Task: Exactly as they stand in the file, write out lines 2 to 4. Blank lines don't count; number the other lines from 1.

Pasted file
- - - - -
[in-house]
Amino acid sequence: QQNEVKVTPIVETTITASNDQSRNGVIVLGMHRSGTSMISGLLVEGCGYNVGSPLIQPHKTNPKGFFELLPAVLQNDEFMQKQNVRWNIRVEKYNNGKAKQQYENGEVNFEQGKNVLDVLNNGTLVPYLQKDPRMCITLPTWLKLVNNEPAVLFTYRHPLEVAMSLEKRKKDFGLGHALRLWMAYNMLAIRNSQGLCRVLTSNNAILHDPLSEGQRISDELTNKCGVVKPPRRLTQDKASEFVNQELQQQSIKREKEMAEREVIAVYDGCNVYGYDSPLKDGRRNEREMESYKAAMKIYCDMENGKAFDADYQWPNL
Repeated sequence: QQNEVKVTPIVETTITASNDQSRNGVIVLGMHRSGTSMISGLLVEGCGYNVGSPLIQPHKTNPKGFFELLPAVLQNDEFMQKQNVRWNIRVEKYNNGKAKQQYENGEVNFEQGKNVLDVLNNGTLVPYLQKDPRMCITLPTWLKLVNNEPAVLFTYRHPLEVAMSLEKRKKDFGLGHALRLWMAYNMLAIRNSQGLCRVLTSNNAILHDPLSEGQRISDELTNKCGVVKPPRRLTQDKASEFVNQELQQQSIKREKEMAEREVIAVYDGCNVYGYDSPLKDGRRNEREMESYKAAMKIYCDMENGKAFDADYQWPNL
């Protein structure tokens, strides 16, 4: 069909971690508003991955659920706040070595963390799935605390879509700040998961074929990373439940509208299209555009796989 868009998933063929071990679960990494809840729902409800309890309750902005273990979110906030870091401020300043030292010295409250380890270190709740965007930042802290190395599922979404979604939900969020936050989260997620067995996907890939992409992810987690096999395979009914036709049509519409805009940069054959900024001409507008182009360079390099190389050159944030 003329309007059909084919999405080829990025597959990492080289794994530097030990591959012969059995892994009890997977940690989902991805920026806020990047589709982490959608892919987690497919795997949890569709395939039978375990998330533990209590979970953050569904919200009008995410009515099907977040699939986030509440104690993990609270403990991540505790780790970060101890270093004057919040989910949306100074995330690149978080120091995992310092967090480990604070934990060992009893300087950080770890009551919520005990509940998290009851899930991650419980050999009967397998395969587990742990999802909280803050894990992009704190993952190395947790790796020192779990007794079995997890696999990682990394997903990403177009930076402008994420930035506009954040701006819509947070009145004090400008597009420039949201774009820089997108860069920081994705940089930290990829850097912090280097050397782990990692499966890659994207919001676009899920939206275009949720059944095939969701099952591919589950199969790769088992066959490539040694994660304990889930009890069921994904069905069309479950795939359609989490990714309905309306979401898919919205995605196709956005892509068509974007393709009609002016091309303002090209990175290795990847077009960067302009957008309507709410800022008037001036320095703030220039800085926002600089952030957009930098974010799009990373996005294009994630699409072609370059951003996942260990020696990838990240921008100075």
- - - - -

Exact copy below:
Amino acid sequence: QQNEVKVTPIVETTITASNDQSRNGVIVLGMHRSGTSMISGLLVEGCGYNVGSPLIQPHKTNPKGFFELLPAVLQNDEFMQKQNVRWNIRVEKYNNGKAKQQYENGEVNFEQGKNVLDVLNNGTLVPYLQKDPRMCITLPTWLKLVNNEPAVLFTYRHPLEVAMSLEKRKKDFGLGHALRLWMAYNMLAIRNSQGLCRVLTSNNAILHDPLSEGQRISDELTNKCGVVKPPRRLTQDKASEFVNQELQQQSIKREKEMAEREVIAVYDGCNVYGYDSPLKDGRRNEREMESYKAAMKIYCDMENGKAFDADYQWPNL
Repeated sequence: QQNEVKVTPIVETTITASNDQSRNGVIVLGMHRSGTSMISGLLVEGCGYNVGSPLIQPHKTNPKGFFELLPAVLQNDEFMQKQNVRWNIRVEKYNNGKAKQQYENGEVNFEQGKNVLDVLNNGTLVPYLQKDPRMCITLPTWLKLVNNEPAVLFTYRHPLEVAMSLEKRKKDFGLGHALRLWMAYNMLAIRNSQGLCRVLTSNNAILHDPLSEGQRISDELTNKCGVVKPPRRLTQDKASEFVNQELQQQSIKREKEMAEREVIAVYDGCNVYGYDSPLKDGRRNEREMESYKAAMKIYCDMENGKAFDADYQWPNL
């Protein structure tokens, strides 16, 4: 069909971690508003991955659920706040070595963390799935605390879509700040998961074929990373439940509208299209555009796989 868009998933063929071990679960990494809840729902409800309890309750902005273990979110906030870091401020300043030292010295409250380890270190709740965007930042802290190395599922979404979604939900969020936050989260997620067995996907890939992409992810987690096999395979009914036709049509519409805009940069054959900024001409507008182009360079390099190389050159944030 003329309007059909084919999405080829990025597959990492080289794994530097030990591959012969059995892994009890997977940690989902991805920026806020990047589709982490959608892919987690497919795997949890569709395939039978375990998330533990209590979970953050569904919200009008995410009515099907977040699939986030509440104690993990609270403990991540505790780790970060101890270093004057919040989910949306100074995330690149978080120091995992310092967090480990604070934990060992009893300087950080770890009551919520005990509940998290009851899930991650419980050999009967397998395969587990742990999802909280803050894990992009704190993952190395947790790796020192779990007794079995997890696999990682990394997903990403177009930076402008994420930035506009954040701006819509947070009145004090400008597009420039949201774009820089997108860069920081994705940089930290990829850097912090280097050397782990990692499966890659994207919001676009899920939206275009949720059944095939969701099952591919589950199969790769088992066959490539040694994660304990889930009890069921994904069905069309479950795939359609989490990714309905309306979401898919919205995605196709956005892509068509974007393709009609002016091309303002090209990175290795990847077009960067302009957008309507709410800022008037001036320095703030220039800085926002600089952030957009930098974010799009990373996005294009994630699409072609370059951003996942260990020696990838990240921008100075």